Opposition Leaders Prepare “Civil Rebellion” With Media Support. Seek 15 Years of Post-Chavez Dictatorship

Phone conversation between opposition leaders reveal plan for self-sabotage of signature drive for recall referendum on Chavez, as the President's growing popularity ensures his victory in eventual referendum.

Caracas, Oct 31 (Venezuelanalysis.com).- On October 29th, Venezuelan National Assembly deputies Nicolás Maduro, Juan Barreto and Roger Rondón, presented new evidence of an opposition plan for “civil rebellion” to sabotage their own signature drive to call for a referendum to revoke President Chavez’s mandate. The sabotage will be blamed on the government. The plan also contemplates another lockout and strike to try to oust Chavez.

The tape presented by the deputies, shows a phone conversation between Carlos Ortega, a fugitive of Venezuelan justice who lives in Costa Rica, and Manuel Cova, the current president of the pro-bosses Confederation of Venezuelan Workers (CTV). Ortega is a former president of the CTV, and he was a key figure in the coup d’etat against Chavez last year, by calling for a general strike and ordering demonstrators to march into the Presidential Palace.

In the conversation, the opposition leaders refer to a “common friend”, whom they call “the secretary general”, who is supposed to be helping them with their plans.

Ortega and Cova talked about a “movement” where some opposition political parties are involved. This “movement” seems to be separated from other sectors of the opposition that still believe in the referendum as a way to oust Chavez from office.

“They are fucked… the government is going to fall!,” says Ortega. Cova responds by saying that the opposition would be “mediocre” if they don’t understand his plan.”

Cova admitted yesterday at the political TV show “30 Minutos” that the conversation was genuine, but he denied that what was discussed was part of plan of sabotage.

Media support

Ortega claims to have spoken “with all the media”, about this plan, which is a new evidence of the Venezuelan commercial media’s complicity with destabilizing plans to end Chavez’s democratic government.

Last year’s coup was described by some analysts as a “media coup” due to the media’s role in broadcasting rebel military calls for the president’s resignation, and showing a video of pro-Chavez demonstrators shooting against unspecified targets, which was used by the opposition to claim that Chavez had ordered to kill opposition demonstrators. The media later openly supported the dictator who briefly assumed power.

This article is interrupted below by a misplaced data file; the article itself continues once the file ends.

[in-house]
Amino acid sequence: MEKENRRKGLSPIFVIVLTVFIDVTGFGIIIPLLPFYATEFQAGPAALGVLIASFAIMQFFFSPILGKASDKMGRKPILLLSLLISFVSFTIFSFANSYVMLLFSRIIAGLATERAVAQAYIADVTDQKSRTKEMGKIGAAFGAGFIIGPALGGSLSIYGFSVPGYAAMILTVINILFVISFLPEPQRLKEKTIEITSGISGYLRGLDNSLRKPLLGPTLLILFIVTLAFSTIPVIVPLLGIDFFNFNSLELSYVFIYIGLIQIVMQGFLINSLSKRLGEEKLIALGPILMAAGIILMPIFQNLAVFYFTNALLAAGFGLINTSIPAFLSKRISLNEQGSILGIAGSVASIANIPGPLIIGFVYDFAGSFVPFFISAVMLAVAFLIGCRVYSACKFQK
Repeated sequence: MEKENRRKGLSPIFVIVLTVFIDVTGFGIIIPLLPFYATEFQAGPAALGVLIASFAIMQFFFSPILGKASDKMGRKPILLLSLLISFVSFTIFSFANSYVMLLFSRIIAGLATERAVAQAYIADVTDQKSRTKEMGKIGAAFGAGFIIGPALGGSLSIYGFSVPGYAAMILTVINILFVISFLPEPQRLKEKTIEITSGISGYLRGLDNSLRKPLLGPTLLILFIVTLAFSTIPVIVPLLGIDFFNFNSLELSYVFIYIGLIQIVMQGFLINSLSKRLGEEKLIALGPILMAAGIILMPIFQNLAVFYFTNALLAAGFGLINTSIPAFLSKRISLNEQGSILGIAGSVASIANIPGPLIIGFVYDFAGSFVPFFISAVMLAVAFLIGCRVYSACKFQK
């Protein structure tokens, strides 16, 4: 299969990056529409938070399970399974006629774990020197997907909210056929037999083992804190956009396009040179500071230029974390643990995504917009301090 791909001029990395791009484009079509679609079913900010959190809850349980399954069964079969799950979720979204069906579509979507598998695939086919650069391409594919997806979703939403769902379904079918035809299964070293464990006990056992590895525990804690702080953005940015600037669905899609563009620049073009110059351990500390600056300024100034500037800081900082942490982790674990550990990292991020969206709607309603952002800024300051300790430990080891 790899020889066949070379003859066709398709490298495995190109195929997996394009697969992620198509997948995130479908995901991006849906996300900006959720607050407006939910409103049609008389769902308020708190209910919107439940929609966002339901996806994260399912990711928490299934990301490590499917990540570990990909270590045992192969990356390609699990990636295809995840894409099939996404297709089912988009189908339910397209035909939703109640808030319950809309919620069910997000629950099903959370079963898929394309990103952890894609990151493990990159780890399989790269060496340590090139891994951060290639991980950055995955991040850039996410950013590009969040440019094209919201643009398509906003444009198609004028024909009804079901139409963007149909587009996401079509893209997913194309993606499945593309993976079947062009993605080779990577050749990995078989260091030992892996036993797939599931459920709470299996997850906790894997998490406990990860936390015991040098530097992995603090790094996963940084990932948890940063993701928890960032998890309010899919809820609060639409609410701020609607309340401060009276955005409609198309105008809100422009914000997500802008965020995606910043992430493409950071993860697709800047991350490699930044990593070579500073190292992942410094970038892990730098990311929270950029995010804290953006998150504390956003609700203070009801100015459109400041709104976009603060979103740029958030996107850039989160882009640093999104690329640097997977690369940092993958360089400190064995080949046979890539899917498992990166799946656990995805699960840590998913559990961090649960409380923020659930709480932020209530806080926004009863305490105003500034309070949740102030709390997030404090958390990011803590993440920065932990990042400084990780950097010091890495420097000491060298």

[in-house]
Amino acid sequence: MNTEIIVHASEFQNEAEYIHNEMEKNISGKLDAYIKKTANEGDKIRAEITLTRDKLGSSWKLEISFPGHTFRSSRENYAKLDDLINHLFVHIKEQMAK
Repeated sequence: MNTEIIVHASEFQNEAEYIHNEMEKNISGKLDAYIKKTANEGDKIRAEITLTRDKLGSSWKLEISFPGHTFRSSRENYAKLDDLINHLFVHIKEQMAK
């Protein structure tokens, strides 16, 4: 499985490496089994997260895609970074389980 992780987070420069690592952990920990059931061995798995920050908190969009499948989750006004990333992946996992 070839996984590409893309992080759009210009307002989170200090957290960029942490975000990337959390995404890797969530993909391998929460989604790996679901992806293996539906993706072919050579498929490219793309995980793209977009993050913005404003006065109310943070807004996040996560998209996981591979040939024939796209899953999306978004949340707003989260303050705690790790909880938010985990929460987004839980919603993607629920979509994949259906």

Post-Chavez dictatorship

“We are going to need about 10, 12 or 15 years of dictatorship to rescue the country, I have no problem with that,” said Ortega. In the past, other opposition leaders have also said that an opposition-led post-Chavez government must be a dictatorial one “to restore order.”

Pedro Carmona, the opposition-supported dictator who briefly replaced President Chavez last year after the coup, offered a preview of what a post-Chavez government would be. He dissolved the National Assembly, abolished the Constitution, fired all state governors and Supreme Court justices, and unleashed a wave of repression and illegal detention of pro-Chavez politicians and activists.

Chavez’s popularity forces opposition to seek undemocratic alternatives

According to local political analysts, some sectors of the opposition are growing desperate as it is becoming evident that President Chavez enjoys enough popular support to allow him to survive an eventual recall referendum. The plan unveiled by the deputies, may be part of an opposition strategy to sabotage the referendum, as a Chavez victory would consolidate his mandate. Chavez has been elected twice in the last 5 years by the widest margins in the country’s history, and his party or political project have won 5 other electoral processes since he was elected as President.

Recent polls have shown Chavez’s popularity growing as social programs have had mild positive effects on the lives of the poor, and opposition economic sabotage and plans has caused them to lose credibility. Earlier this month, global rating agency Fitch Ratings issued a report of possible political scenarios in Venezuela, predicting that President Chavez will survive the recall referendum that the opposition is promoting against him. The economy is showing strong signs of recovery after the opposition-led lockout and strike that crippled the nation between December of 2002 and February of 2003.

More evidence to be presented

Deputy Nicolás Maduro announced that today he and his colleagues will present new evidence of the opposition plan to destabilize the country. Last Wednesday, they also presented a video of a plane which they claimed to be registered with the CIA, at a Venezuelan airport. The people who boarded the plane were carrying weapons, which is illegal in Venezuelan airports. Public records available on the internet shows the plane to be registered with a commercial company. However, another video presented by Maduro and his colleagues, did show an American man instructing a group of Venezuelans on how to carry out clandestine attacks.

US officials such as Otto Reich and Colin Powell have denied any CIA involvement in Venezuela.

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